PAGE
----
COLUMBIA — Gov. Jay Nixon continued to decry the impact that tax cuts in a bill passed by the General Assembly would have on institutions like the UM System that rely on state funding if his veto is overridden in September.
Speaking Wednesday in front of the MU Columns at Francis Quadrangle, Nixon cited data recently released by the Department of Higher Education, which estimated that almost $67 million a year would be cut from state spending for higher education as a result of the bill.
For the UM System, the reduction would be more than $31 million, according to the estimates. MU Chancellor Brady Deaton, who attended the news conference, said the Columbia campus has in the past received "close to half" of the state funding allocated to the system.
"The General Assembly can support House Bill 253 or they can support education, they cannot do both," Nixon said.
According to documentation by the legislature, if the bill were overridden and allowed to come into full effect, tax on corporate income would eventually be reduced by nearly half the current rate of 6.25 percent, individual taxpayers would be permitted to deduct 50 percent of their business income after the 2017 tax year, and the maximum tax rate for individual income would be 5.5 percent in 10 years.
The maximum cut on corporate tax and the reduction of the individual income tax rate are dependent upon the state collecting tax revenues that are at least $100 million higher than the revenues collected within any of the previous three fiscal years.
Nixon also said that the bill would remove a tax exemption on college textbooks that has been in place since 1998.
"College costs can already put a strain on a family's budget," Nixon said. "The last thing they need is a tax increase."
According to a fiscal impact drawn up by the oversight division of the Committee on Legislative Research, the reduction in income tax rate and corporate tax — if taken completely into effect— would lead to a reduction in state revenue after 10 years of more than $692 million.
If Congress passes the Federal Marketplace Fairness Act this year, which would require online and catalog retailers to collect sales tax, Nixon has said the state tax cut bill would have a cost approaching $1.2 billion.
A provision in the General Assembly's bill would cause the maximum income tax rate to decrease by .05 percent if the Marketplace Fairness Act were passed, which Nixon argues would cause an immediate loss of $300 million and could lead to Missouri residents who would qualify for a refund under the new reduction filing amended tax returns, which Nixon estimated could cost the state $900 million.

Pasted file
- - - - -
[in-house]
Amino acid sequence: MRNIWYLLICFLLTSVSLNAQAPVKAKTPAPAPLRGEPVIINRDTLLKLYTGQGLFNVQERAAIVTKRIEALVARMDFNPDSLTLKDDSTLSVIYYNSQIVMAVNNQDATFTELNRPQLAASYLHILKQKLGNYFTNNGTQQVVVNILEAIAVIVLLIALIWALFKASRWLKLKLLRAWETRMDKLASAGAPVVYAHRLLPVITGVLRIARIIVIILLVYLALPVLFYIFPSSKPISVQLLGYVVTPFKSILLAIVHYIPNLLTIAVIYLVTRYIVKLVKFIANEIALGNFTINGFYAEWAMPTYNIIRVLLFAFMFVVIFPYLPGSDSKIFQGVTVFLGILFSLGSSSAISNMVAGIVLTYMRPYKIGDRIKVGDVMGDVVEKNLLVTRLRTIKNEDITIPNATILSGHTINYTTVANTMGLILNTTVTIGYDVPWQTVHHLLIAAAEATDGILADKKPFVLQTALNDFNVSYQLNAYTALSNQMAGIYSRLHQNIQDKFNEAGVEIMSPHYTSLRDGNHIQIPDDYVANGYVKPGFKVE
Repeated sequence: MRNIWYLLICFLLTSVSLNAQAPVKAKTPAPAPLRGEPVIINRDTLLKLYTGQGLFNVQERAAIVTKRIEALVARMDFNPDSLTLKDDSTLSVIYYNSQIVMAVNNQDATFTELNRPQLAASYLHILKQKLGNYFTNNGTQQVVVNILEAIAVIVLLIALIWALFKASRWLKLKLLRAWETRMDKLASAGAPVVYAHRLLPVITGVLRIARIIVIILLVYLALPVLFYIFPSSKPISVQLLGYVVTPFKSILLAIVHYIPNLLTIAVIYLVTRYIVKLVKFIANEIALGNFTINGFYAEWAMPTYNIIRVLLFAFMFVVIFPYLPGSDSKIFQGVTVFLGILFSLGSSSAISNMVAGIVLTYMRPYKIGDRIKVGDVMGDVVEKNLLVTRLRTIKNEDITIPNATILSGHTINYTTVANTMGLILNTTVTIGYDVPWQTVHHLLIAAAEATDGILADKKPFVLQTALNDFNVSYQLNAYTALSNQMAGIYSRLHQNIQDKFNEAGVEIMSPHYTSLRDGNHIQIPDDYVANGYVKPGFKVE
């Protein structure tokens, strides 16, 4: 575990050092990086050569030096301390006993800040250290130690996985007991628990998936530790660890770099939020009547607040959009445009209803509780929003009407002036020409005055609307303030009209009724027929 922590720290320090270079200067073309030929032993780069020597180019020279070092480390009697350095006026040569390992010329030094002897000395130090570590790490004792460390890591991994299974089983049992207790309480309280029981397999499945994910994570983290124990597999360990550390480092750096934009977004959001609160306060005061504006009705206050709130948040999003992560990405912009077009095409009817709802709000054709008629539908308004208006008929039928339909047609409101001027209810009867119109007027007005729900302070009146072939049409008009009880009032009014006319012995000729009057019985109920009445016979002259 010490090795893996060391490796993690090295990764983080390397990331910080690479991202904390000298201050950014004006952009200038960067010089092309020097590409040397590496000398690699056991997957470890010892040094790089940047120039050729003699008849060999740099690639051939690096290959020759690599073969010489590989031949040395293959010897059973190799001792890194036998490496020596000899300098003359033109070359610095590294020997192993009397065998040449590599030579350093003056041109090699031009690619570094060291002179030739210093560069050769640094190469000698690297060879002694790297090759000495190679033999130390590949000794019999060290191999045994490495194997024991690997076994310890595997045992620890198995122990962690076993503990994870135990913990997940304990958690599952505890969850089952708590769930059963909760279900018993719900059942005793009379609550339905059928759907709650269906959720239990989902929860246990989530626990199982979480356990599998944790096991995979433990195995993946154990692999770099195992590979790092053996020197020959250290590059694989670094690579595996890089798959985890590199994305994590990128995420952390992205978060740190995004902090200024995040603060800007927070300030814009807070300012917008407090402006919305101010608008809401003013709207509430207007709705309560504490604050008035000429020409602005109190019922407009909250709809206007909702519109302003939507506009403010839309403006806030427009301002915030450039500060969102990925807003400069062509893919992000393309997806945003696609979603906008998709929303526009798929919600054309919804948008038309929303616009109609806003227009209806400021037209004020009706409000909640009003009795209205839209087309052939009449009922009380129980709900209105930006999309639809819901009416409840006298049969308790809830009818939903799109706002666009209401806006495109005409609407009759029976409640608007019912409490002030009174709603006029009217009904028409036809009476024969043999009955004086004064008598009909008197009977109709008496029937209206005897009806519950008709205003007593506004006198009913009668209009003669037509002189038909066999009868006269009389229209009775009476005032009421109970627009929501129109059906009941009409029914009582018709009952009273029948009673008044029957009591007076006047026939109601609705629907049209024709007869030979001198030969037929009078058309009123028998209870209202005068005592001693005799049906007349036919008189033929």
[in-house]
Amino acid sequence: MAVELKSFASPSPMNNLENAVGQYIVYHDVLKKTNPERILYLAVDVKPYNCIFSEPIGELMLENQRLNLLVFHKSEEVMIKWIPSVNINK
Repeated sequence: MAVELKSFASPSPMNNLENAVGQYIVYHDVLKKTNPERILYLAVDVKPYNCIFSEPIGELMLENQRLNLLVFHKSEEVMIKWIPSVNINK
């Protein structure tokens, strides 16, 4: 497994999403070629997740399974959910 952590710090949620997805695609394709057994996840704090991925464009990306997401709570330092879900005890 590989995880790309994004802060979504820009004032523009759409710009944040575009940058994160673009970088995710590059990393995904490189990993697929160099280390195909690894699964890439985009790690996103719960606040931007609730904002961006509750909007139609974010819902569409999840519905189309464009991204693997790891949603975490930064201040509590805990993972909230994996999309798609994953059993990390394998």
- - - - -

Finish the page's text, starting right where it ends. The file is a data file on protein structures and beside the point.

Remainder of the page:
If the federal measure passes, the Missouri Department of Higher Education estimates the reduction in annual funding would reduce by $116 million, with funding for the UM system losing $54.5 million a year.
According to a report from The Associated Press on Tuesday, Missouri House Speaker Tim Jones said it would be an "uphill battle" for the House to get the two-thirds majority needed to override Nixon's veto. Republicans were short of that number when they originally passed the bill in the spring.
While Nixon has continued to travel the state, railing against the bill's effects, other organizations, legislators and individuals have pushed for an override of the governor's veto.
In July alone, Rex Sinquefield contributed a total of $2.35 million dollars to groups that support an override, including the Missouri Chamber of Commerce, the Club for Growth, the Associated Industries and a recently established group, Grow Missouri.
According to an AP report, the coalition plans to broadcast TV and radio ads, mail printed materials to homes and mount a social media presence campaign to persuade state legislators to override the veto.
In June, Nixon froze $400 million in state spending for fiscal 2014, which included a $33.7 million reduction in core funding for higher education in Missouri. Within the UM System, the freeze will reduce state funding by $15.8 million dollars.
In K-12 education funding, the Missouri Department of Elementary and Secondary Education estimated that funding for Missouri school districts could be reduced between $260 million and $450 million from its current annual funding. For Columbia Public Schools, that would be a reduction of between $4.1 million and $7 million.
"The school district feels the (tax cut) legislation is poorly written and will have a negative impact for education, not just in our school district but all across the state," Columbia Public Schools spokeswoman Michelle Baumstark said.
Baumstark said that if less funding came from the state, the school district would have to look for funding elsewhere, including local resources.
"That's what happens: The onus is placed on the local community if they want to keep education to the level of quality they expect," Baumstark said.
Baumstark estimated that the district receives 25 percent of its funding from the state, between 62 and 65 percent from local resources and the remainder from grants, bonds and federal funding.
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